Containers stacked on a dock

What is VGM?

What is VGM? 850 511 Transmodal

Verified Gross Mass (VGM) is a measurement of weight that is used in the shipping industry to assure the safety and security of cargo containers. This measurement was developed in the 1970s. Before the cargo is put into the ship, it is the shipper’s job to provide the VGM to either the carrier or the terminal, regardless of whether it is an individual or a company that is doing the sending of the cargo. The VGM is an important piece of data that the carrier needs in order to assess the ship’s weight and balance, as well as to ensure that they are in compliance with international safety regulations.

VGM is obligatory as a precautionary safety measure to forestall maritime mishaps and protect both the cargo and the ship itself from being harmed. The shipping sector has been facing a problem with containers that are either overloaded or loaded incorrectly, which causes them to be overweight. Because of this, the ship could become unsteady, which would increase the risk of accidents and could also cause the cargo to be damaged. The shipping sector is able to lessen the likelihood of accidents and damages, as well as guarantee the delivery of cargo in a manner that is both secure and effective, by ensuring that the VGM is provided and is accurate.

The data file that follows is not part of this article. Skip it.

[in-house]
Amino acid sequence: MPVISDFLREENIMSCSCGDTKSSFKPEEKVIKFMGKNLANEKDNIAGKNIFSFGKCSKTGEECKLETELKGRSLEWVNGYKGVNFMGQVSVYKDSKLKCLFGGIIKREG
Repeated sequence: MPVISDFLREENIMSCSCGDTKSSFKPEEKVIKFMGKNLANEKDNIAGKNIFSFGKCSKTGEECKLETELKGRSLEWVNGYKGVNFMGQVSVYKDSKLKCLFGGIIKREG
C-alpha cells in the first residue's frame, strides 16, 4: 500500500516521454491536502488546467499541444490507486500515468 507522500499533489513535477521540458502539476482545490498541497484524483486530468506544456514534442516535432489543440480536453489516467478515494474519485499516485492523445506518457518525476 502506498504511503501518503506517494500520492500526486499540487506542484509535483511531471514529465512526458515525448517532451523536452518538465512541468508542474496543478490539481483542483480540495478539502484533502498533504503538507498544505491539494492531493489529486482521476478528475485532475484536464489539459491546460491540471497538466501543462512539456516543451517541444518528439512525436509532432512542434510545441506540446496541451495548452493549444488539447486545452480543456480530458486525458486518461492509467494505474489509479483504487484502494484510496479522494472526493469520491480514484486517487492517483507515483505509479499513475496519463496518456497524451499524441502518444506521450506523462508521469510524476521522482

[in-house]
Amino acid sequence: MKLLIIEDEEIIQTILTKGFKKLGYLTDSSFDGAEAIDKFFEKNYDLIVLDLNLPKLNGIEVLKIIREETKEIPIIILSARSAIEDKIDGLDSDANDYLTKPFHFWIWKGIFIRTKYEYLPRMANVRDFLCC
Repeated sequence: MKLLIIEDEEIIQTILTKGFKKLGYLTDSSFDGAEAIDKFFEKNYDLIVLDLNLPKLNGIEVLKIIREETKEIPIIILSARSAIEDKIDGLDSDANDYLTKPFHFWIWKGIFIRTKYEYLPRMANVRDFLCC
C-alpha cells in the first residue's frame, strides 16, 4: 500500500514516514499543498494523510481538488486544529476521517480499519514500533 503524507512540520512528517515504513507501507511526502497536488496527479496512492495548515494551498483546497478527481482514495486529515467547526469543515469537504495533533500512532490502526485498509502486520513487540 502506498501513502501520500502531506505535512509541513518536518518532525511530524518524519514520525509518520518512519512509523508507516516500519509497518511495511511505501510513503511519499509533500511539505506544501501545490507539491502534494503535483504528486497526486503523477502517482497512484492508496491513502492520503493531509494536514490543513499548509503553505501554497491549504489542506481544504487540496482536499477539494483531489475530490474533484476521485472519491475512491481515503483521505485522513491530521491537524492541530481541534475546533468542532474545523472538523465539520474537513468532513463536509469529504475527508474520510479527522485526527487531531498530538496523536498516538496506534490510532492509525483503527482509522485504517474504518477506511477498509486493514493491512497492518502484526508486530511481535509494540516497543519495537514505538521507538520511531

The VGM is also essential for ensuring that one is in conformity with any applicable foreign regulations. In accordance with the regulations that have been set by the International Maritime Organization (IMO), the VGM must be submitted in advance of the cargo being loaded onto the ship. Infractions of these regulations can result in financial fines in addition to other types of sanctions.

Verified Gross Mass (VGM) is an abbreviation for Verified Gross Mass, which is a vital weight measurement that is used to guarantee the safety and security of cargo containers as well as to comply with international rules. The shipper is the one who is responsible for providing the VGM before the cargo is put onto the ship. This is done to ensure the safety of both the cargo and the ship, as well as to avoid any penalties.